Pages

Friday, June 30, 2017

Down under what?

What the hell is that? Sounds like the howl of the wind in a box canyon. No, wait ... I know that sound. I think it's a distant didgeridoo. That's it, fellows - we have dug ourselves a tunnel to Australia.

Well, barely a day goes by here in the abandoned Cheney Hammer Mill without some kind of discovery. Last week it was a new source of precious reverb - a commodity rare as hen's teeth up here in central New York. Now we're looking at (or staring down into, I should say) a superhighway to down under. And when I say "down under", I don't mean merely down underground. Nay, sir ... I mean the actual land "Down Under", meaning the continent of Australia.

What luck, eh? Here I thought this elevator shaft to the center of the Earth would yield only another string of unsuccessful and unsatisfying performances in front of restive gaggles of Morlocks or some other troglodytic denizens of the dark. But now it seems the tunnel is a bit deeper than we thought ... like maybe twice as deep. Because you can just about see some light coming though from the other end, and it looks like Aussie sunlight. There's also a vague scent of flat beer. (Though I think that might be coming from Anti-Lincoln. He's been hitting the cache lately, and it shows.)

Then came MarvinWe could be wrong, of course. After all, one random strain of didgeridoo music does not a continent make. The only way to be certain is to send a emissary down there. It's a highly dangerous mission, so there's no way in hell that's going to be me. Matt's no stranger to danger, of course, but only in the context of helping birds, animals, and other living things. (Snowflake!) Then there's Marvin (my personal robot assistant). If he'd been around in 1969, NBC might have done a show about him called "Then came Marvin." He could have played a disillusioned android who starts riding a scooter around Minneapolis, then got canceled after two seasons.

Anywho, if we send Marvin down there and he comes up with an Aussie hat and a kangaroo's footprint on his brass, we'll know we hit Aussie paydirt. Sounds like a plan. Ish.

Sickness.

As I write this, the Senate Republicans have pulled their version of the ACA "repeal and replace" legislation - a bill that's really more a massive tax cut funded by massive cuts in Medicaid. This temporary hiatus is mostly down to the many thousands of people across the country who made their voices heard in various ways, and so to all of you I say job well done. That said, this job is not, in fact, done. The Republicans will be back very soon with a slightly amended version of the bill that can garner 50 votes, after having bought off key senators with part of that $300 billion-plus deficit reduction bundle built into this piece of legislative ordure. Just watch.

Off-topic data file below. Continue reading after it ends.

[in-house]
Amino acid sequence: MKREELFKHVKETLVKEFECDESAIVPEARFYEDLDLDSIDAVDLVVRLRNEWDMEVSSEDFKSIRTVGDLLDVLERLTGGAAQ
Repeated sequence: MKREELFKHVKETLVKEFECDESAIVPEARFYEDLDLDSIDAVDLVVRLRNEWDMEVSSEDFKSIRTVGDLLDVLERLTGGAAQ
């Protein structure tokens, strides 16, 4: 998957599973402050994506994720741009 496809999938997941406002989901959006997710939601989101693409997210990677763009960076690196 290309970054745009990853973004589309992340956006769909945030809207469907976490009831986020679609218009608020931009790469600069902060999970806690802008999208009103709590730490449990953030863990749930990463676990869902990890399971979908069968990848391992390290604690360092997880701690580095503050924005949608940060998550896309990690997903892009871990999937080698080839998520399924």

Two old men who will never need Medicaid.This entire situation - I won't say "debate" because there hasn't been any - is ridiculous largely because no one in Washington will admit to what the ACA's core problems are. The Republicans, and to a certain extent many Democrats, continue to insist that competition and a freer market in health insurance will deliver affordable coverage to everyone; just pull those sick people out of the system and into an underfunded high-risk pool, and the market can do its magic.

Bullshit. The "free market" approach to individual coverage doesn't work because individual health insurance is not a profitable line of business; insurers have known this for decades and have been pulling out of individual policies because they carry too much downside risk. They prefer large employer plans, where the only money being risked is that of the client company, not the insurer. Even if you start an individual health policy in good health, things inevitably go wrong and then the company is on the hook. Sure, they prefer younger, healthier folks as customers, but even they get cancer once in a while. Individual policies are not a money maker unless the market is so drastically tilted in the insurer's favor that they can basically sell nominal "coverage" to healthy people.

This is why Medicaid is such a popular program. Even the GOP's complaints about it all center on cost, not care. (They just see it as a cash cow.) Medicaid is not provided on market principles; neither is Medicare nor the veterans health program. No health insurance should be market-driven, because treating it like a commodity severely disadvantages poorer, older, and sicker people. Those categories apply to most everyone at some point in their lives. The only way to ensure that coverage will be there for all of us when we need it is single payer.

Last word: this Senate bill is sick; it is a tax cut scheme built on gutting Medicaid and pulling money from Medicare. And it will be back.

luv u,

jp